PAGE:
The 76ers' NBA season came to an end with a thrilling loss to the Toronto Raptors in Game 7 of the Eastern Conference semi-finals on Sunday.

In a video posted on Weibo, Simmons announced he would be representing the Boomers in China.

"I'm happy to say I'm looking forward to representing my country Australia in the upcoming @FIBA World Cup in China," he wrote on the post.

Australia are scheduled to face the United States in August before the World Cup begins.

They will meet Canada, Senegal and Lithuania in Group H at the World Cup, with their first game on September 1.

Philadelphia 76ers duo Jimmy Butler and Tobias Harris discussed their futures with the NBA team as they approach free agency.

Butler and Harris are expected to be unrestricted free agents this offseason.

Both discussed their upcoming decisions when they met with reporters on Monday, one day after the 76ers fell to the Toronto Raptors in Game 7 of their Eastern Conference semi-final series.

"Hopefully I'll get a max contract anywhere I choose to go," Butler told reporters, via NBC Sports Philadelphia.

"You always want to be able to win, I think that's key for sure. You're looking at coaches, you're looking at the city. There's a lot that goes into it."

The 76ers acquired Butler from the Minnesota Timberwolves in mid-November in exchange for a package centred around Dario Saric and Robert Covington.

Butler averaged 18.2 points in 55 regular-season appearances for Philadelphia and increased that number to 19.4 points per game in the playoffs.

"For me, as long as I got my people with me, they're happy, they're smiling and we're waking up knowing we're getting to work in an environment where we're having fun ... but I'm a long way away from that," Butler said. "I'm not too focused on that right now."

Philadelphia traded for Harris this season, as well, as they added him in a deadline deal with the Los Angeles Clippers.

The 26-year-old has bounced around the NBA and has played for five teams in eight seasons, averaging 15.4 points while shooting 36.4 per cent from three-point range in 546 career games.

"There's only so many players that are super stable in the NBA, let's just be upfront with that," Harris said about his approach to free agency. "For me honestly, style of play is a huge thing. Culture. A chance to be able to win. Just being in the playoffs here and getting that feeling and seeing how bad that loss [to the Raptors] felt."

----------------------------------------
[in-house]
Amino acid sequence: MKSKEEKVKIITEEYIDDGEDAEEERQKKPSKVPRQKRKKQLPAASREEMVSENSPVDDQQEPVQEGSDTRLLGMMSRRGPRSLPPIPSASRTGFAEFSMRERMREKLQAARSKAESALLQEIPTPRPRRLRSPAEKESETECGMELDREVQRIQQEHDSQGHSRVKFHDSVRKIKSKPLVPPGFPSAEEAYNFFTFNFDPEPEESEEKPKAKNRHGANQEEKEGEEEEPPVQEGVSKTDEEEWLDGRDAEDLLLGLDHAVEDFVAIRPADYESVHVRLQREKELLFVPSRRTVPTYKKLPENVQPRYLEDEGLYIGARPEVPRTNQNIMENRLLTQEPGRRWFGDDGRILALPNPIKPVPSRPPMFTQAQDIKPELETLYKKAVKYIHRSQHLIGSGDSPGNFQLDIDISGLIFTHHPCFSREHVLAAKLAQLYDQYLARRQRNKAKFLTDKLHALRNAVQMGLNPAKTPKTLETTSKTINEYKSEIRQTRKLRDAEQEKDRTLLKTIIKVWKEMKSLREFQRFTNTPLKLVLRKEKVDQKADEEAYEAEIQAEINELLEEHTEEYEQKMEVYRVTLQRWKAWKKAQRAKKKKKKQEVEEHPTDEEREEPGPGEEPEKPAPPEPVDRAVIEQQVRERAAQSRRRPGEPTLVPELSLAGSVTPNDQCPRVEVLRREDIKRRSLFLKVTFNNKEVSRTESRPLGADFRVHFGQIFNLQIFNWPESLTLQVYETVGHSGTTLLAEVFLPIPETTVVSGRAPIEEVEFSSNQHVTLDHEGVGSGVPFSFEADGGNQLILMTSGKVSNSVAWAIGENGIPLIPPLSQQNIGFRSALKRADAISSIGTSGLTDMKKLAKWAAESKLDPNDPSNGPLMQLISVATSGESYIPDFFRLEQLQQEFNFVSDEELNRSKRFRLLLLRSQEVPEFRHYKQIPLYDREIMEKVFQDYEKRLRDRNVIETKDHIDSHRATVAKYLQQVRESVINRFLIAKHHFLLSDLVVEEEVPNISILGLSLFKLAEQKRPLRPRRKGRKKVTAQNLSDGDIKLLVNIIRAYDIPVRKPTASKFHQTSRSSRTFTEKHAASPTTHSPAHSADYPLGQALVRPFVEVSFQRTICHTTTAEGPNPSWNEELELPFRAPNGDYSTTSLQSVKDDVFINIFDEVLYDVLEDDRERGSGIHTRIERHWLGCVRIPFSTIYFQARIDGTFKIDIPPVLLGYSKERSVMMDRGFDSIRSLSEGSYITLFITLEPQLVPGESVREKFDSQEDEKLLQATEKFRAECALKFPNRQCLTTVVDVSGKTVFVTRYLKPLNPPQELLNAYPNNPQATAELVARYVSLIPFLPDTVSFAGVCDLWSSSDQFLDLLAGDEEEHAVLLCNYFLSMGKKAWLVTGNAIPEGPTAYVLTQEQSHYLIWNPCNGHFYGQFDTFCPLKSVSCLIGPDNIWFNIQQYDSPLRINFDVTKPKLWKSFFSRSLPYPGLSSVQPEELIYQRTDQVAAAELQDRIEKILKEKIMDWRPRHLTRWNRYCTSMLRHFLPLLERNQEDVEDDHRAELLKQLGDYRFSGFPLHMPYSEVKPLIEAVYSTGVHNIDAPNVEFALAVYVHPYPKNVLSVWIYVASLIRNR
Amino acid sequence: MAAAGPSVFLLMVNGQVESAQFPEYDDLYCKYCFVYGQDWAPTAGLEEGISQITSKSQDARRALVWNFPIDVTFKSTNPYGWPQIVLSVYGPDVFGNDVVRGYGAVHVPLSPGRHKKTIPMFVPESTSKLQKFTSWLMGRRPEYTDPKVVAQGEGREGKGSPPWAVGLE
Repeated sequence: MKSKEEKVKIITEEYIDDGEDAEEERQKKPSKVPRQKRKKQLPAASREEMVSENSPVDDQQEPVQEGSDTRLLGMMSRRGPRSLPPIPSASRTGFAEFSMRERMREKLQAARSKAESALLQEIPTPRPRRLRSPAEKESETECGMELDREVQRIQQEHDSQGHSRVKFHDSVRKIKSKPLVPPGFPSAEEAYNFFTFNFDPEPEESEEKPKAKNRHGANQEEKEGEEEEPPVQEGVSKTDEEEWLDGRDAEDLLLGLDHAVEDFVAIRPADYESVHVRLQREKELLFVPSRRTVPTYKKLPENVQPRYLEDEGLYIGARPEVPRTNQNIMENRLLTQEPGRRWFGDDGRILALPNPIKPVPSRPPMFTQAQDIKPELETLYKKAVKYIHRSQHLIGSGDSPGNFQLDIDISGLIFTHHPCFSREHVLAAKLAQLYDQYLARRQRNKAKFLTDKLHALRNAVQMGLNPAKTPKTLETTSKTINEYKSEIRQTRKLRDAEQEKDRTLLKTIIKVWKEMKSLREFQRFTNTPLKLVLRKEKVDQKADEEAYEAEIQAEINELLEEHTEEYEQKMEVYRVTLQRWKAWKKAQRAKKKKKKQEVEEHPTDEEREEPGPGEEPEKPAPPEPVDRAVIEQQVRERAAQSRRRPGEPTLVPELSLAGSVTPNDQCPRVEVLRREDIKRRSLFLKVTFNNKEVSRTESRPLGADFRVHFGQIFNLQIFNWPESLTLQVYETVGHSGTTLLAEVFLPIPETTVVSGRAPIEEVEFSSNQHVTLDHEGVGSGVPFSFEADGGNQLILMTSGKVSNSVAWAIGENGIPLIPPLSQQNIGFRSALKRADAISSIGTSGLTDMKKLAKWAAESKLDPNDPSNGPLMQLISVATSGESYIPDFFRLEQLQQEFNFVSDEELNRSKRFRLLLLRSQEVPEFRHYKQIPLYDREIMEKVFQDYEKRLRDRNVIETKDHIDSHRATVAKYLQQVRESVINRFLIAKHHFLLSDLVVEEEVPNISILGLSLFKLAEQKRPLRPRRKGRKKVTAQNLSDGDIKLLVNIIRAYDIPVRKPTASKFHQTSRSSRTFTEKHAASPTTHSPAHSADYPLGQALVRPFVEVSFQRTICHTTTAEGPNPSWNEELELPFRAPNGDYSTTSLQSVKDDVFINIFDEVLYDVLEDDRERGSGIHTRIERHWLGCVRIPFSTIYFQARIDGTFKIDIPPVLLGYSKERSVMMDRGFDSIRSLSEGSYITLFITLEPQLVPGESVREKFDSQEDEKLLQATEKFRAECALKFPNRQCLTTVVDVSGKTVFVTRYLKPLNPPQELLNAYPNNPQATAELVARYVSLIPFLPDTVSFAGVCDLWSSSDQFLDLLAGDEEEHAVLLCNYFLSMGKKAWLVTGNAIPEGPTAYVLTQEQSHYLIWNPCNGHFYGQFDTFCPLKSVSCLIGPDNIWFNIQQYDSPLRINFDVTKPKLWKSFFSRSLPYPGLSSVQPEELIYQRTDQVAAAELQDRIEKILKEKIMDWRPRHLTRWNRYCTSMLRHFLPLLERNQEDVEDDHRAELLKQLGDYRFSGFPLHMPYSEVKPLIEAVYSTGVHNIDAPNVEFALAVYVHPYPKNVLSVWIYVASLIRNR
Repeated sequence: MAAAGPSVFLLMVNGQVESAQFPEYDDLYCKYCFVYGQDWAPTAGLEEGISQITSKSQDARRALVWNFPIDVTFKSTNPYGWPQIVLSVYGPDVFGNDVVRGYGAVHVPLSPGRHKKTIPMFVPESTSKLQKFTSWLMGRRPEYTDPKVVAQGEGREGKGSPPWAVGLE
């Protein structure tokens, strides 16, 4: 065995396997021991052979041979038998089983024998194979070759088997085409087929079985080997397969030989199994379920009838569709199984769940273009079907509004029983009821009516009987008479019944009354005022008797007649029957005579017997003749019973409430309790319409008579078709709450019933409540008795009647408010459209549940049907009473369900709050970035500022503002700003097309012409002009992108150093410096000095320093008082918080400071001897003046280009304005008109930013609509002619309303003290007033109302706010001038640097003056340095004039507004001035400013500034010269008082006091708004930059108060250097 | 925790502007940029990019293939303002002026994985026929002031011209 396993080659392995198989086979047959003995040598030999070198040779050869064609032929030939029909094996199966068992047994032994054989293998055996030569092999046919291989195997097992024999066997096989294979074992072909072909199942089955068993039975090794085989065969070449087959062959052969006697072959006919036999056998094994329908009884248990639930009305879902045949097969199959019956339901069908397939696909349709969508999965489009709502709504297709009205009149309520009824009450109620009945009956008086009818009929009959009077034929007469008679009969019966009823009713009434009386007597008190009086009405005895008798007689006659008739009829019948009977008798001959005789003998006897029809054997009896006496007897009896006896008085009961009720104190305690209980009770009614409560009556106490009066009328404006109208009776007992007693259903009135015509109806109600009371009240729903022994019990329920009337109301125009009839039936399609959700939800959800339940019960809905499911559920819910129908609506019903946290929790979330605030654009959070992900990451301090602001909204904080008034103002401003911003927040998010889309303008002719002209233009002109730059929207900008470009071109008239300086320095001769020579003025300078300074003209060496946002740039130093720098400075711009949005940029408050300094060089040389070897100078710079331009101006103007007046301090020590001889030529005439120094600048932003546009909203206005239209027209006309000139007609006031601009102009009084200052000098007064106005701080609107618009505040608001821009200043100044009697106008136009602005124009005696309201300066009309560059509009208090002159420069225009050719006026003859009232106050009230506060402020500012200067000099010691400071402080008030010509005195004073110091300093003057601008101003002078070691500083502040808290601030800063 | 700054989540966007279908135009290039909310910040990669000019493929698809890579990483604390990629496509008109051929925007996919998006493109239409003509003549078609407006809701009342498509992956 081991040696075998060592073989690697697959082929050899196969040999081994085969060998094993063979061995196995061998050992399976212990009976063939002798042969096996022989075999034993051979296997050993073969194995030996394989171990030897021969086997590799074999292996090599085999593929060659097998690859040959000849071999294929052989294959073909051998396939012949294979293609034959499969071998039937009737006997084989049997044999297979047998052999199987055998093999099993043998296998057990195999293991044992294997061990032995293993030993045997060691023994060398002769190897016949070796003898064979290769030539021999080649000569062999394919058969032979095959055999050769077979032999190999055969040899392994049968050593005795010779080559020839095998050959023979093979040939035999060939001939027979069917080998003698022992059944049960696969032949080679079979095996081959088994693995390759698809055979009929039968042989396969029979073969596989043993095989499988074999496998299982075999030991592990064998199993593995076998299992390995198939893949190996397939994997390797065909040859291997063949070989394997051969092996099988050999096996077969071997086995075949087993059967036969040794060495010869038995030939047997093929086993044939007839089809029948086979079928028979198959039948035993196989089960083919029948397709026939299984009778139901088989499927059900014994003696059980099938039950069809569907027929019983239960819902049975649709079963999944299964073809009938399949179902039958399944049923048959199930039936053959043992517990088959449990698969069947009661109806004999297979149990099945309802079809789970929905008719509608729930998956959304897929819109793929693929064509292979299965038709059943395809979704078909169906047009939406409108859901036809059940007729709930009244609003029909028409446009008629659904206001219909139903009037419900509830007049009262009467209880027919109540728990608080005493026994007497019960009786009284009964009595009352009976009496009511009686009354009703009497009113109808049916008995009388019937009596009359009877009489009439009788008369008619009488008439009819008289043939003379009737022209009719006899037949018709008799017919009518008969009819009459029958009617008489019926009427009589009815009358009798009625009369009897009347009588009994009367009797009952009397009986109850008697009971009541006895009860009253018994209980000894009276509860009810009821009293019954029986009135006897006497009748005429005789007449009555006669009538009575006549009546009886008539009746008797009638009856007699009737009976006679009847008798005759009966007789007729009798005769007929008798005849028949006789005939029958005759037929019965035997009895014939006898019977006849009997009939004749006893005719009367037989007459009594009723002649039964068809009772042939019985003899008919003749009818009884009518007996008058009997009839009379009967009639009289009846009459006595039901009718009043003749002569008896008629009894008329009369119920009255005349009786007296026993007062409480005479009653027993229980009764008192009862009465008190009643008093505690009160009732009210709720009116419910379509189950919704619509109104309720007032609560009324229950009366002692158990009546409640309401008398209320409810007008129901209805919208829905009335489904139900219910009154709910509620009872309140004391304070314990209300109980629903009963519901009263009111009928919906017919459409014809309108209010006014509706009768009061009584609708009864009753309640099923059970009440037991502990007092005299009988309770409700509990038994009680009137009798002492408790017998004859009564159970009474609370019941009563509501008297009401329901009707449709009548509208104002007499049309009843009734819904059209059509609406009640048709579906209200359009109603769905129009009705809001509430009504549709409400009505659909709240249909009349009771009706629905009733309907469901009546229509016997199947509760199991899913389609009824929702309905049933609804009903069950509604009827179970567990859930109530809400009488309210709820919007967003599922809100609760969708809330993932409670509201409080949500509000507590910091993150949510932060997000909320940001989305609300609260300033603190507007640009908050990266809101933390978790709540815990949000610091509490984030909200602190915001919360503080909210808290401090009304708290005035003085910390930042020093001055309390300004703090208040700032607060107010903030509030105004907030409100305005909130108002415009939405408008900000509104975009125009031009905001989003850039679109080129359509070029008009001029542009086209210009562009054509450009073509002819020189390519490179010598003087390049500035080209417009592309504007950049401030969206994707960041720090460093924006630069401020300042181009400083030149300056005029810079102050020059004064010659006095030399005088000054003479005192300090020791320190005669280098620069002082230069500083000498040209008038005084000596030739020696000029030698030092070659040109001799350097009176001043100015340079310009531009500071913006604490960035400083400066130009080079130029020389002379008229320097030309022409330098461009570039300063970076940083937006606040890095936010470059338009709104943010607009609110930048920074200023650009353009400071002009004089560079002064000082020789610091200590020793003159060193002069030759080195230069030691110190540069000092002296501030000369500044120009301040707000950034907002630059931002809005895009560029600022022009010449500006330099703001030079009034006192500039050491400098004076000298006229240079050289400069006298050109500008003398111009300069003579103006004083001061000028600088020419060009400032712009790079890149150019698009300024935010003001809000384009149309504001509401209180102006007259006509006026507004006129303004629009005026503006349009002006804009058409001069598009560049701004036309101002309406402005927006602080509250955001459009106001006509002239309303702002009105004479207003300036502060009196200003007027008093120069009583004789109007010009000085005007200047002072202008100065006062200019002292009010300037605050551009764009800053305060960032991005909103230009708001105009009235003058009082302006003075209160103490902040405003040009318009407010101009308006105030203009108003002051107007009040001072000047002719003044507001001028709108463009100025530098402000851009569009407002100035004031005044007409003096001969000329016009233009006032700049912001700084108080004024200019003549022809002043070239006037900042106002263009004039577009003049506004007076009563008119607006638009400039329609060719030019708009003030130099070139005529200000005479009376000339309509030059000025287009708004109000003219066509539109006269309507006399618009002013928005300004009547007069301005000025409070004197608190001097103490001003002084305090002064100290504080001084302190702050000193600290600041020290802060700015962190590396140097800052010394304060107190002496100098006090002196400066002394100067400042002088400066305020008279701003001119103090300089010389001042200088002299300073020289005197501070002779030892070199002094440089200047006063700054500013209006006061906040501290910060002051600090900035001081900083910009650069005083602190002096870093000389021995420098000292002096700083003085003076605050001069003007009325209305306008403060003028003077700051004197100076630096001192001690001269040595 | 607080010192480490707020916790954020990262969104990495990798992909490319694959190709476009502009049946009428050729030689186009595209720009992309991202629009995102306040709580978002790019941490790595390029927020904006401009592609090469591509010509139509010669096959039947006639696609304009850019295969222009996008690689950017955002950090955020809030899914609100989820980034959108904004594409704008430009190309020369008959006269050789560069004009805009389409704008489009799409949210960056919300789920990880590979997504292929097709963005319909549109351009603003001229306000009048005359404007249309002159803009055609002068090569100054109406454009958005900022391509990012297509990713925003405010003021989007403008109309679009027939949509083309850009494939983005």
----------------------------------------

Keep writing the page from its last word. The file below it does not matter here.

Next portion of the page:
Harris has been linked to the Brooklyn Nets, Dallas Mavericks, Utah Jazz and Memphis Grizzlies.

The Philadelphia 76ers have some important decisions to make this offseason.

Toronto Raptors star Kawhi Leonard ended Philadelphia's NBA season with a Game 7 buzzer-beater in Sunday's Eastern Conference semi-final decider.

Now, the 76ers must figure out what is best for their future.

"The process" is not quite complete, so here are three questions Philadelphia need to answer during the offseason:

 

What's the best way to solidify the backcourt?

The 76ers need to address their lack of guard depth. Philadelphia once had a collection of prospects looking to establish a role in the rotation. But now, Ben Simmons and Zhaire Smith are the only guards on the books for 2019-20.

Prolific sharpshooter JJ Redick is an unrestricted free agent. While Philadelphia could try to retain his services, they need ball-handlers.

The 76ers got virtually nothing from reserve guards like T.J. McConnell, Jonathan Simmons and 2018 first-round pick Smith during the postseason. Jimmy Butler often operated as the team's backup point guard in the second unit for Philadelphia, but he and Tobias Harris could move on in the coming months.

Without role players they can trust to create for themselves and others, the 76ers could experience a significant decline. Especially if they cannot match this year's star power.

 

Who should get offered a max deal?

Philadelphia traded notable pieces to land top talents Butler and Harris. Among these were Defensive Player of the Year candidate Robert Covington, Dario Saric, Markelle Fultz and Landry Shamet.

The 76ers' win-now attitude allowed them to feature one of the most dangerous starting line-ups in the NBA this season. But injuries, specifically to Joel Embiid (knee), limited their repetitions together in the regular season.

Now both Butler and Harris could enter free agency this offseason. Butler has a player option for the 2019-20 season while Harris is an unrestricted free agent. Should Philadelphia offer one or both of these players a max deal?

Butler's grittiness fit the city's culture and provided the young 76ers with a cold-blooded finisher at the end of games. Harris flourished at times, but often waned in the postseason.

If Philadelphia do not fork out the big bucks, both could become one-year rentals, and that could set the 76ers back a few years. The risk was necessary to become a contender, but it could backfire in a big way.

 

Can Simmons and Embiid co-exist?

I know what you are thinking. How could having two All-Stars under the age of 26 be a problem?

Philadelphia's years of poor performance helped them land two generational talents in Simmons and Embiid. But they might have to part ways with one for their own good.

Simmons is a 6-10 point guard with effortless playmaking ability, and Embiid is arguably one of the most talented and versatile big men of all time. However, a few problems need to be addressed.

Simmons' lack of a jump shot and willingness to take over games has come into question as of late. Embiid can go toe-to-toe with any player, but he has missed 88 games through three NBA seasons.

Should the 76ers put money into retaining Butler and Harris, they could dig themselves into a deep hole. Simmons and Embiid have valuable skill sets, but the combination of their playing styles provides little floor spacing at the moment.